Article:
• GoToCustomer drives efficiency and effectiveness at the same time: You will get rid of unnecessary enablement services and sales people will be more focused on the services that really matter, to make them successful at the customer.

GoToCustomer means simplicity.
Achieving simplicity is hard, but at the end, it’s beautiful.

This post was published initially in a column version @ TopSalesWorld,
October Magazine.

How To Make Sales Enablement A Strategic Discipline

This post was published first @ TopSalesWorld – July Magazine,
in a column version.

A question people ask very often. They want to make a difference, create impact on business results. So, let’s discuss a few experiences and lessons learned to support the discovery of your specific sales force enablement journey.

No silver bullets? No, there are no silver bullets out there, and no “one size fits all” approach.

I’m a firm believer that every organization has to find its own way how to define sales enablement, because every sales organization has specific challenges, a different culture and different ways how to approach change and how to make decisions.

Discussing my thoughts on that with my friend and leadership guru Walter H Groth, he shared a great analogy: ”That’s the same with flying. There is a reason why every pilot needs a special license for different aircrafts, because they are different, they behave differently and after all – every flight is different. But flying is based on core principles that are the same for every aircraft.”

Perfect. We have “unique and specific sales force enablement flights” in every organization. But, let’s focus on the core elements and principles of strategic sales force enablement, that are always the same:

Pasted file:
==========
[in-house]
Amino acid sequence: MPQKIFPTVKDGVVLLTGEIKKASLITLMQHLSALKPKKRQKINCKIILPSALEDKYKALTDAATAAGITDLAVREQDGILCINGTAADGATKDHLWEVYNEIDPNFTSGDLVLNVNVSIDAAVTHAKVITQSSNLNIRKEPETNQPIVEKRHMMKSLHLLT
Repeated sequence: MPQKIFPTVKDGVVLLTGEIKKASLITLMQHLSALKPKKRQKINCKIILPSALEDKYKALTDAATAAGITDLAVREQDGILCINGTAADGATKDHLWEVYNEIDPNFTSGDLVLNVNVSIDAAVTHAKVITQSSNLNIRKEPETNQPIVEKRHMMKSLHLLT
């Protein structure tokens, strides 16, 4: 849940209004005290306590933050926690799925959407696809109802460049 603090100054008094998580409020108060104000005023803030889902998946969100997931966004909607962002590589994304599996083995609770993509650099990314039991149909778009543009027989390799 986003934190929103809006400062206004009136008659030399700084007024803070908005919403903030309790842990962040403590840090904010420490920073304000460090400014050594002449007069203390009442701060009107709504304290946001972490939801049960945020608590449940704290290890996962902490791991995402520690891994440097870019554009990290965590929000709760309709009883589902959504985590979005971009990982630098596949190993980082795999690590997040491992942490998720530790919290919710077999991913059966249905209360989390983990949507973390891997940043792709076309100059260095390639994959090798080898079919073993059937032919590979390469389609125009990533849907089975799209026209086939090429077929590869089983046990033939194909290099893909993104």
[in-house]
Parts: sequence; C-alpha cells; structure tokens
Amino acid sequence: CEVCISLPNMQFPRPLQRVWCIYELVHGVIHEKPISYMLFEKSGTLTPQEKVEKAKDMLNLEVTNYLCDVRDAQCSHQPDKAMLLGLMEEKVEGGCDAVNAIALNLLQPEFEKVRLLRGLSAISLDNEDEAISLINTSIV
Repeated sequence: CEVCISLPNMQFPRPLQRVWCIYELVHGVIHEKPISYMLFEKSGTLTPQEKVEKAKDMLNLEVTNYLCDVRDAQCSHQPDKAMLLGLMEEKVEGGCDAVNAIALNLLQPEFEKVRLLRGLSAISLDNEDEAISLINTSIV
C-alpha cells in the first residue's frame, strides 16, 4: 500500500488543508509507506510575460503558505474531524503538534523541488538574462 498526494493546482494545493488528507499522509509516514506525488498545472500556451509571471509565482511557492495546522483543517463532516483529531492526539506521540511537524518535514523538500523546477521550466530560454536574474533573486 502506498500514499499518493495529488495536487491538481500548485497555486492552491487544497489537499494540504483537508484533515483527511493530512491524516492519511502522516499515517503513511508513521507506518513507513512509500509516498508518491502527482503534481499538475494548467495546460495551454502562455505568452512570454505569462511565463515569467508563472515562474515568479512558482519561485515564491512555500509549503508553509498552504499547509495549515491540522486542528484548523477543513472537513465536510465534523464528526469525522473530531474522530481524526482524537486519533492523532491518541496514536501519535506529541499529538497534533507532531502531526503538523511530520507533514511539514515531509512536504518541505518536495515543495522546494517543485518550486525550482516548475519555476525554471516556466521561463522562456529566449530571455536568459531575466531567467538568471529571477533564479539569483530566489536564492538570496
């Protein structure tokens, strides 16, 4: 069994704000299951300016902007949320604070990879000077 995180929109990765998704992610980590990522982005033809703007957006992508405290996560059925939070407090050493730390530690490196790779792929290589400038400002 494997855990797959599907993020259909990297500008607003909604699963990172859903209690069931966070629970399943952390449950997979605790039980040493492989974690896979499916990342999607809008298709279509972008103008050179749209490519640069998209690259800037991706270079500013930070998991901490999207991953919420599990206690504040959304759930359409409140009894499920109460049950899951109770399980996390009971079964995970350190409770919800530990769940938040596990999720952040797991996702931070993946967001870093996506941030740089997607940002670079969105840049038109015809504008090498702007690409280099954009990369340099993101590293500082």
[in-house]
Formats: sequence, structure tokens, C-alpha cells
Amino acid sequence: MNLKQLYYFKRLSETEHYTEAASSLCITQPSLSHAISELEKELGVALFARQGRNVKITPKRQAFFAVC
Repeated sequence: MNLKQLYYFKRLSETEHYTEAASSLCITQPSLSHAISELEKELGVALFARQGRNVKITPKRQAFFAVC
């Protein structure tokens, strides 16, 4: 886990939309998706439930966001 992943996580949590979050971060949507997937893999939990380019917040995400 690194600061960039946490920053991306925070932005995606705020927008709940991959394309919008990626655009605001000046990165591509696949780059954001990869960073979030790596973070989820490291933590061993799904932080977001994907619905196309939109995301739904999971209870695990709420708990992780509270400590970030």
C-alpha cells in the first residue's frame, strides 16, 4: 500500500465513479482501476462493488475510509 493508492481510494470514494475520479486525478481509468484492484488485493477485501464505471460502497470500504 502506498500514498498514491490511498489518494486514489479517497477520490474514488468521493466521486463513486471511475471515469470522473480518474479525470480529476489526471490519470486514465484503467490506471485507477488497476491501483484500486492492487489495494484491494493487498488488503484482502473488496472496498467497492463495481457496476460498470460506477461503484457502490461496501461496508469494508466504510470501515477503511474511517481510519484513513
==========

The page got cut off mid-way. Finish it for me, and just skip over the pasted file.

• Cross-functional, end2end character:
    Wherever sales enablement resides inside your organization, it’s more important how you design your scope and aspiration level and how well you organize to work cross-functionally. Then, it depends on whether you are increasing performance in a given sales system or whether you are actually driving change and transformation across the sales system. To me, the transformation part is the most important one, from the information age to the connection economy, from push to pull. End2end means two things: First, to cover the entire value chain at least from prospect to contract. Second, to equip not only the front line sales people, but also the first and second line sales managers.
  • Collaboration:
    Define what your organization wants to achieve from a business perspective (it’s more than having better meetings). Then, identify and remove collaboration barriers between departments and units. That’s easier said than done, but a pivotal issue. The more silo-oriented your culture is, the more challenging it will be. In the first place, it’s about creating awareness that real barriers and intangible barriers do exist, such as competing objectives and priorities, but also a hoarding rather than a sharing culture. And the second, the intangible barriers are really hard to address and to change. Often, the middle management won’t support those changes, because it seems to create a perceived uncertainty for them. And involving the C-level on collaboration is often an even bigger challenge, because they delegated “collaboration” a few levels down, often to IT… So, you need business relevant stories for each of these stakeholders on “why change”, why we cannot stay in the current stay if we want to achieve the business objectives. Important from a specific enablement perspective: If these obstacles are removed, now technology can really enable collaboration and leverage the full potential. But it’s not working the other way around.